Note that a significant portion of wind generation output occurs at night, when the energy has relatively low value. And, in some cases there is so much “baseload” generation – whose output cannot be varied – plus wind generation that system operators must either shut down (“curtail”) wind generation or pay other utilities, businesses or residential end-users to take the excess energy – sometimes referred to as “negative pricing.”
With storage that “off-peak” energy from wind generation can be stored and used during the day, reducing:
- The need for generation capacity (equipment), and
- Operation during peak demand periods (thereby reducing air emissions, fuel use, maintenance and wear related costs).
Storage could do the same with energy output from RE generation that does have a constant output, especially biomass and geothermal fueled generation.
For solar, storage could be charged (filled) at night with low-cost electricity from the grid,and the energy could be used duringpeak demand time, — usually hot summer week day afternoons – when the solar generation is falling off for the day. Perhaps less desirable, but still interesting, is the possibility of time-shifting the energy produced in the morning, before peak demand times (in the afternoon) so that energy is available to serve peak demand as the solar generation is falling off.
To address longer-duration variability throughout agiven day, storage can be used to provide power when two conditions exists:
- RE generation power output is less that its full power output, and
- When electricity demand is high.
To do that, the storage discharges to “fill-in” when the RE generation is not producing full power. The effect – of storage used in in concert with variable RE to address daily variability – is what is sometimes called “firming,” meaning that the result is constant power output, especially during times of peak demand.
Energy Storage to Address Renewable Generation Forecasting Uncertainty
One challenge associated with RE generation is that weather-related forecasts are imprecise. So there is always some uncertainty about prevailing weather conditions – wind speed and cloudiness – when RE generation is expected. Importantly, this challenge is being addressed and forecasting will improve. For example, there is a significant interest in improving “hour-ahead” forecasts rather than relying heavily on “day-ahead” forecasts.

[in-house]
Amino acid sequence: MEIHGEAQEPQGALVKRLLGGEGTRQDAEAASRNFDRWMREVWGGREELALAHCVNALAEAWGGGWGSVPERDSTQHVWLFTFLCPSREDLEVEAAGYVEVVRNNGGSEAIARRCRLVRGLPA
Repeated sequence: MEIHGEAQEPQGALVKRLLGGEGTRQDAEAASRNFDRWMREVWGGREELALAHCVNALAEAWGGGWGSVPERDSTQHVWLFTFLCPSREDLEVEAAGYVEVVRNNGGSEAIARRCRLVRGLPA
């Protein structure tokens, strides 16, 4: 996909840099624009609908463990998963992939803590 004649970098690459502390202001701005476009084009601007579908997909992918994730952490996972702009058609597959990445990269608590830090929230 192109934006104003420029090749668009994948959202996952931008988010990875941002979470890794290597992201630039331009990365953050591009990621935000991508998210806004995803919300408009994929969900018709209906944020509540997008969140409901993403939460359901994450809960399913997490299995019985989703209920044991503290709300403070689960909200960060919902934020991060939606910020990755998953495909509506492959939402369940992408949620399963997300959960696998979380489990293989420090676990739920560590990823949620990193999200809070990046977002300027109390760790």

Nonetheless there will always be some uncertainty about the weather. And the results can be somewhat dramatic, especially for wind generation because wind can be somewhat to very different than forecasts would indicate, especially when the forecast is a day-ahead.
When unexpected shortfalls of RE generation output occur some other resource is needed to make up the difference. Storage could be a valuable and flexible resource for addressing this challenge by providing “back-up” when RE generation is significantly less than expected.
Energy Storage to Address Power Quality Effects From Renewable Generation
Storage can also be used to offset undesirable effects on power quality (PQ) at and near points where problematicRE generation is connected to the grid. Of special note are parts of the distribution system where there is a significant penetration– 30% of peak demand or higher – of distributed photovoltaic (PV) systems. In parts of the distribution system with such high penetration of distributed PV, significant voltage variability may occur, affecting the overall electric service quality.
In some cases, the distributed photovoltaics produce an amount of power that exceeds the local demand. In those situations the excess electricity must be transferred to other sections of the distribution systems, or even to other regions. Unfortunately, that requires electricity “back-flow” (from lower voltage to higher voltage) through equipment that is designed for one way electricity flow (higher voltage to lower voltage). Under some conditions, wind generation can also cause electrical problems.
Storage can be used to address many PQ related challenges from RE generation by absorbing, filtering or otherwise offsetting many power quality anomalies. For example, when the voltage on a local distribution system varies too much, the storage can absorb excess power and even some types of abnormal power, such as current surges. Storage can also provide “real power” or “reactive power” to improve the voltage. Storage can also absorb excess power to reduce undesirable back-flow. Much larger storage could do the same for the transmission system in locations where many large wind turbines are installed.
Conclusions & Observations
Energy storage and variable RE generation have important synergies, making them quite complementary. Energy storage power input and output can be controlled precisely and varied rapidly to offset effects from RE generation short duration variability. Storage can store RE generation output when that output has low value for use later when the energy has higher value (energy time-shift). Storage can also be used to firm power output from variable RE generation during times when electricity demand is high. The resulting benefits include:
Reduced need for conventional generation,
Increased value of the electricity generated by variable RE generation,
Reduced suboptimal operation of conventional generation due to reduced need for ramping, and
Reduced need for other power conditioning equipment to accommodate large wind farms and high penetrations of distributed photovoltaics.
Given the aforementioned synergies and benefits, it is quite reasonable to assume that energy storage is likely to play a significant role in the more sustainable, cleaner, variable and distributed electricity grid future by:
Offsetting negative effects on the grid from RE generation variability,
Increasing the value of variable RE generation output, and
Enabling more variable RE generation deployment.